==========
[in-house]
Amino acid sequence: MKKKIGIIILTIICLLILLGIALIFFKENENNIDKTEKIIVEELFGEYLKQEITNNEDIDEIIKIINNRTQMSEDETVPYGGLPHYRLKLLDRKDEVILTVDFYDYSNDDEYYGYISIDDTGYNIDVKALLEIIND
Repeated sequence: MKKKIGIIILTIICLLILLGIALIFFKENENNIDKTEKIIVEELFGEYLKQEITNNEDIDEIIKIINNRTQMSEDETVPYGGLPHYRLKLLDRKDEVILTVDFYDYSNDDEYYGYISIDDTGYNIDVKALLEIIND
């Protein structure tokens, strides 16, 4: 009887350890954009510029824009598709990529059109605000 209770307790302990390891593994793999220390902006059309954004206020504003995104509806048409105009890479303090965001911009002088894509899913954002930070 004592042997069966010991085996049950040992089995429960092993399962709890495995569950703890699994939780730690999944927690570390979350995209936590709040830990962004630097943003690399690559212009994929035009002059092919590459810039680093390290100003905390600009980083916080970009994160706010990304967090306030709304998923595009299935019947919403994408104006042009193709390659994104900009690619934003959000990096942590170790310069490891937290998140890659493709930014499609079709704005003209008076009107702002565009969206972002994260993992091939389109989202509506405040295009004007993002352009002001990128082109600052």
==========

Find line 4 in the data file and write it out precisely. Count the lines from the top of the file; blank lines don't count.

């Protein structure tokens, strides 16, 4: 009887350890954009510029824009598709990529059109605000 209770307790302990390891593994793999220390902006059309954004206020504003995104509806048409105009890479303090965001911009002088894509899913954002930070 004592042997069966010991085996049950040992089995429960092993399962709890495995569950703890699994939780730690999944927690570390979350995209936590709040830990962004630097943003690399690559212009994929035009002059092919590459810039680093390290100003905390600009980083916080970009994160706010990304967090306030709304998923595009299935019947919403994408104006042009193709390659994104900009690619934003959000990096942590170790310069490891937290998140890659493709930014499609079709704005003209008076009107702002565009969206972002994260993992091939389109989202509506405040295009004007993002352009002001990128082109600052």